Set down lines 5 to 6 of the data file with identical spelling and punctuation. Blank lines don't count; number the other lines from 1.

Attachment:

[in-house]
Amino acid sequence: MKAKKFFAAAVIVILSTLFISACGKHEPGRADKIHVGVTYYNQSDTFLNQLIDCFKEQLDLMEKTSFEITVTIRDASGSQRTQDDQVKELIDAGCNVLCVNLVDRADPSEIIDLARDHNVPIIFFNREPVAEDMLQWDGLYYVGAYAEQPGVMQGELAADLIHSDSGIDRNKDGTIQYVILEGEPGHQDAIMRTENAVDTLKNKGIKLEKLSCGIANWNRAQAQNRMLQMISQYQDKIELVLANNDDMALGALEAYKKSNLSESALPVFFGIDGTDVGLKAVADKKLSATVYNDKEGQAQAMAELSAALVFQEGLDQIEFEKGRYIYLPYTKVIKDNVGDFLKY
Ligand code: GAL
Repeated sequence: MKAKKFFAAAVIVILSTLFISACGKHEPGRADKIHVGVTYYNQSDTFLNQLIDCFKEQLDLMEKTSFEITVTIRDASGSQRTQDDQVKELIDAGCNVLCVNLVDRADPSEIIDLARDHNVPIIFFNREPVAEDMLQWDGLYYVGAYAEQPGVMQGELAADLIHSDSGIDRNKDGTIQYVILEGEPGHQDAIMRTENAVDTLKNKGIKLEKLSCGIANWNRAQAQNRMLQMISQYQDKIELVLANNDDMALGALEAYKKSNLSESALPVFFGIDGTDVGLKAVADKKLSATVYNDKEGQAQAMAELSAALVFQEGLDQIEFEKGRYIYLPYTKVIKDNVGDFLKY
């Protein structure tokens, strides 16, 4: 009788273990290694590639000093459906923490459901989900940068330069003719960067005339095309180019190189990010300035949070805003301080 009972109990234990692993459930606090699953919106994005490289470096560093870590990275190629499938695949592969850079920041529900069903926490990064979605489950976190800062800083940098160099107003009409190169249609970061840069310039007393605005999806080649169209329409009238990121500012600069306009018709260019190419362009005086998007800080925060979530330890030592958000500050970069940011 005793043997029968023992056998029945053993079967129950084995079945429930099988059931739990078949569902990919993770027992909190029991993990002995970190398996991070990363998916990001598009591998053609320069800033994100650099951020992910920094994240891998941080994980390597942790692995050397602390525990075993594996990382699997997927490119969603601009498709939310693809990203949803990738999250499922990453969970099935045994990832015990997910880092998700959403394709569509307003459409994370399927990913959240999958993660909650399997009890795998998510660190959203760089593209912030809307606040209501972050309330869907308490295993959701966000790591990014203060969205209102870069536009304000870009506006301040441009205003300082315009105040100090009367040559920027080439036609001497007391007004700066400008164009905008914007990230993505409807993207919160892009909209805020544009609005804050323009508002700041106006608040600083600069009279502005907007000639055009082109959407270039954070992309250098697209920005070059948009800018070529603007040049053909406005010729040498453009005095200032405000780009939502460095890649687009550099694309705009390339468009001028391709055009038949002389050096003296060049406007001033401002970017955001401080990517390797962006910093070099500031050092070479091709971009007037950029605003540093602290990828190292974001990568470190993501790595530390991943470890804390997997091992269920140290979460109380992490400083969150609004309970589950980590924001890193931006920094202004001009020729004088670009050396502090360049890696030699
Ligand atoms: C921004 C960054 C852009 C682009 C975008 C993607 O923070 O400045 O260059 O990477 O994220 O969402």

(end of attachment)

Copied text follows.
């Protein structure tokens, strides 16, 4: 009788273990290694590639000093459906923490459901989900940068330069003719960067005339095309180019190189990010300035949070805003301080 009972109990234990692993459930606090699953919106994005490289470096560093870590990275190629499938695949592969850079920041529900069903926490990064979605489950976190800062800083940098160099107003009409190169249609970061840069310039007393605005999806080649169209329409009238990121500012600069306009018709260019190419362009005086998007800080925060979530330890030592958000500050970069940011 005793043997029968023992056998029945053993079967129950084995079945429930099988059931739990078949569902990919993770027992909190029991993990002995970190398996991070990363998916990001598009591998053609320069800033994100650099951020992910920094994240891998941080994980390597942790692995050397602390525990075993594996990382699997997927490119969603601009498709939310693809990203949803990738999250499922990453969970099935045994990832015990997910880092998700959403394709569509307003459409994370399927990913959240999958993660909650399997009890795998998510660190959203760089593209912030809307606040209501972050309330869907308490295993959701966000790591990014203060969205209102870069536009304000870009506006301040441009205003300082315009105040100090009367040559920027080439036609001497007391007004700066400008164009905008914007990230993505409807993207919160892009909209805020544009609005804050323009508002700041106006608040600083600069009279502005907007000639055009082109959407270039954070992309250098697209920005070059948009800018070529603007040049053909406005010729040498453009005095200032405000780009939502460095890649687009550099694309705009390339468009001028391709055009038949002389050096003296060049406007001033401002970017955001401080990517390797962006910093070099500031050092070479091709971009007037950029605003540093602290990828190292974001990568470190993501790595530390991943470890804390997997091992269920140290979460109380992490400083969150609004309970589950980590924001890193931006920094202004001009020729004088670009050396502090360049890696030699
Ligand atoms: C921004 C960054 C852009 C682009 C975008 C993607 O923070 O400045 O260059 O990477 O994220 O969402």